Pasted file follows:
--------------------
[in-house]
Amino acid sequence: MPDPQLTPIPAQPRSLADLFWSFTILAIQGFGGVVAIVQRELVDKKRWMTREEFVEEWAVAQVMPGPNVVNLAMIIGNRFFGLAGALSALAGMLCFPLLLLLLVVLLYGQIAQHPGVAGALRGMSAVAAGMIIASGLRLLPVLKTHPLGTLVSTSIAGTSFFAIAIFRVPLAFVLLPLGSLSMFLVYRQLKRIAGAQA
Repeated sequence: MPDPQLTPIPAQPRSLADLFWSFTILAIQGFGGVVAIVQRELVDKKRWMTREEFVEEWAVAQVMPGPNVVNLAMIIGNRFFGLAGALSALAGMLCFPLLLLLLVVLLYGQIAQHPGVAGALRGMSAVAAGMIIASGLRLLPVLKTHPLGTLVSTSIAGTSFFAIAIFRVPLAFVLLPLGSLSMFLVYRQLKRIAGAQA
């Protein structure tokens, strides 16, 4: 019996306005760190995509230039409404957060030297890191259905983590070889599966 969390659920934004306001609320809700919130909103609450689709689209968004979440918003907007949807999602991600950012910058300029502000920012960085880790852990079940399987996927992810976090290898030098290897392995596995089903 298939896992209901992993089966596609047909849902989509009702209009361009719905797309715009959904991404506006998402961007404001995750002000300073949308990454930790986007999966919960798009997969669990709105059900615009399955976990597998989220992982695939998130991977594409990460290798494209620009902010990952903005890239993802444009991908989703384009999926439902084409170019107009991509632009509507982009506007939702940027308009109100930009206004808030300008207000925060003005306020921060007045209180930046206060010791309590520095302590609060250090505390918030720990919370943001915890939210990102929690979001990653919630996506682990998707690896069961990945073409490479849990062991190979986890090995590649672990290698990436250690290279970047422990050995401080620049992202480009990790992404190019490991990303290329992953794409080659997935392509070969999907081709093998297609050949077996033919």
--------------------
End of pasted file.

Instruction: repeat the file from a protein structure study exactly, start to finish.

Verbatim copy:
[in-house]
Amino acid sequence: MPDPQLTPIPAQPRSLADLFWSFTILAIQGFGGVVAIVQRELVDKKRWMTREEFVEEWAVAQVMPGPNVVNLAMIIGNRFFGLAGALSALAGMLCFPLLLLLLVVLLYGQIAQHPGVAGALRGMSAVAAGMIIASGLRLLPVLKTHPLGTLVSTSIAGTSFFAIAIFRVPLAFVLLPLGSLSMFLVYRQLKRIAGAQA
Repeated sequence: MPDPQLTPIPAQPRSLADLFWSFTILAIQGFGGVVAIVQRELVDKKRWMTREEFVEEWAVAQVMPGPNVVNLAMIIGNRFFGLAGALSALAGMLCFPLLLLLLVVLLYGQIAQHPGVAGALRGMSAVAAGMIIASGLRLLPVLKTHPLGTLVSTSIAGTSFFAIAIFRVPLAFVLLPLGSLSMFLVYRQLKRIAGAQA
């Protein structure tokens, strides 16, 4: 019996306005760190995509230039409404957060030297890191259905983590070889599966 969390659920934004306001609320809700919130909103609450689709689209968004979440918003907007949807999602991600950012910058300029502000920012960085880790852990079940399987996927992810976090290898030098290897392995596995089903 298939896992209901992993089966596609047909849902989509009702209009361009719905797309715009959904991404506006998402961007404001995750002000300073949308990454930790986007999966919960798009997969669990709105059900615009399955976990597998989220992982695939998130991977594409990460290798494209620009902010990952903005890239993802444009991908989703384009999926439902084409170019107009991509632009509507982009506007939702940027308009109100930009206004808030300008207000925060003005306020921060007045209180930046206060010791309590520095302590609060250090505390918030720990919370943001915890939210990102929690979001990653919630996506682990998707690896069961990945073409490479849990062991190979986890090995590649672990290698990436250690290279970047422990050995401080620049992202480009990790992404190019490991990303290329992953794409080659997935392509070969999907081709093998297609050949077996033919």